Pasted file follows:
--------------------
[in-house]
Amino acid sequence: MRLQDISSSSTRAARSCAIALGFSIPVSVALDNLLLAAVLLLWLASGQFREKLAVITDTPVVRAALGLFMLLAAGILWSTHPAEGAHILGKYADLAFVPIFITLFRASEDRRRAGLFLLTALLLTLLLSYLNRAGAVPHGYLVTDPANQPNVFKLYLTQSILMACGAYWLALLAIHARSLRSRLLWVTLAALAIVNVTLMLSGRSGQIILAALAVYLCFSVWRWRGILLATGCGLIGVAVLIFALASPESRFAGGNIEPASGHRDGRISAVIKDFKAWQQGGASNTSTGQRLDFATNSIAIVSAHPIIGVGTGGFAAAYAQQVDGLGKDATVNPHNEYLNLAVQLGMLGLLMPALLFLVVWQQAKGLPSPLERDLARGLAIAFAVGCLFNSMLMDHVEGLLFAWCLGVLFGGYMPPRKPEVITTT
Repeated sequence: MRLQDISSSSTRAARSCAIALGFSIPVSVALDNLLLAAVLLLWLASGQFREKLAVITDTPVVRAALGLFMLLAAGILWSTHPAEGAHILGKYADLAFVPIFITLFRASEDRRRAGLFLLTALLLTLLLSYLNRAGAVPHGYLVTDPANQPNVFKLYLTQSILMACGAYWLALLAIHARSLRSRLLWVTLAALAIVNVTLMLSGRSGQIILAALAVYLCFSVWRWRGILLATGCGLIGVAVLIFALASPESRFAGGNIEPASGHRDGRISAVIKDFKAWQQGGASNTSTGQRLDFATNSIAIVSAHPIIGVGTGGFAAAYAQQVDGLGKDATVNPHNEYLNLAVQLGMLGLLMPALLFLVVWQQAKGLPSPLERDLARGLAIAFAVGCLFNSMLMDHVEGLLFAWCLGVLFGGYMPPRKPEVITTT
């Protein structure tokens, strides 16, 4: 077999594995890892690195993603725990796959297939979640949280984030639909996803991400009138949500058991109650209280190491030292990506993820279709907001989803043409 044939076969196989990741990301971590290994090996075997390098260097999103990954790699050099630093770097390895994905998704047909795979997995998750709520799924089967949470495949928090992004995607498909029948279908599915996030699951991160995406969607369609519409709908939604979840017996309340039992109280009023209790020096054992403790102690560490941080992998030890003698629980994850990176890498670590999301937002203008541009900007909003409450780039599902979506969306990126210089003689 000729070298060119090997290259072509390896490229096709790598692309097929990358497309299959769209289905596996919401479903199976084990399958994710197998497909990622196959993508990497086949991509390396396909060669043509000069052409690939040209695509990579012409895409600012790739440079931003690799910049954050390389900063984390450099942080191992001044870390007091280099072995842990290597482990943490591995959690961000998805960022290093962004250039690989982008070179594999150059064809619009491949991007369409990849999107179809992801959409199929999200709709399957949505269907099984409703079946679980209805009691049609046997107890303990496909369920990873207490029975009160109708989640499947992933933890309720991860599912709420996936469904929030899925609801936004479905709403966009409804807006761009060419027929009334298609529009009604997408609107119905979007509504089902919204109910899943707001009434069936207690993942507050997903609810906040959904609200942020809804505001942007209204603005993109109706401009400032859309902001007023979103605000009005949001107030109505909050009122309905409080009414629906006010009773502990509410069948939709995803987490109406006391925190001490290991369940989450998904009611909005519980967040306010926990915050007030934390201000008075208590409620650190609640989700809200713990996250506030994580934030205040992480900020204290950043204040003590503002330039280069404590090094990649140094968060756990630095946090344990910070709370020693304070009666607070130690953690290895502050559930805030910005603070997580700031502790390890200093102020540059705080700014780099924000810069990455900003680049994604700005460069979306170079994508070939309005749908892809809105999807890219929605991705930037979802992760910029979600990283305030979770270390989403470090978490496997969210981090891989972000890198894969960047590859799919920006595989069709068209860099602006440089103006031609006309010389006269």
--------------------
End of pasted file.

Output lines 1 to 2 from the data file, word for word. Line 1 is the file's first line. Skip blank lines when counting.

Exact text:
[in-house]
Amino acid sequence: MRLQDISSSSTRAARSCAIALGFSIPVSVALDNLLLAAVLLLWLASGQFREKLAVITDTPVVRAALGLFMLLAAGILWSTHPAEGAHILGKYADLAFVPIFITLFRASEDRRRAGLFLLTALLLTLLLSYLNRAGAVPHGYLVTDPANQPNVFKLYLTQSILMACGAYWLALLAIHARSLRSRLLWVTLAALAIVNVTLMLSGRSGQIILAALAVYLCFSVWRWRGILLATGCGLIGVAVLIFALASPESRFAGGNIEPASGHRDGRISAVIKDFKAWQQGGASNTSTGQRLDFATNSIAIVSAHPIIGVGTGGFAAAYAQQVDGLGKDATVNPHNEYLNLAVQLGMLGLLMPALLFLVVWQQAKGLPSPLERDLARGLAIAFAVGCLFNSMLMDHVEGLLFAWCLGVLFGGYMPPRKPEVITTT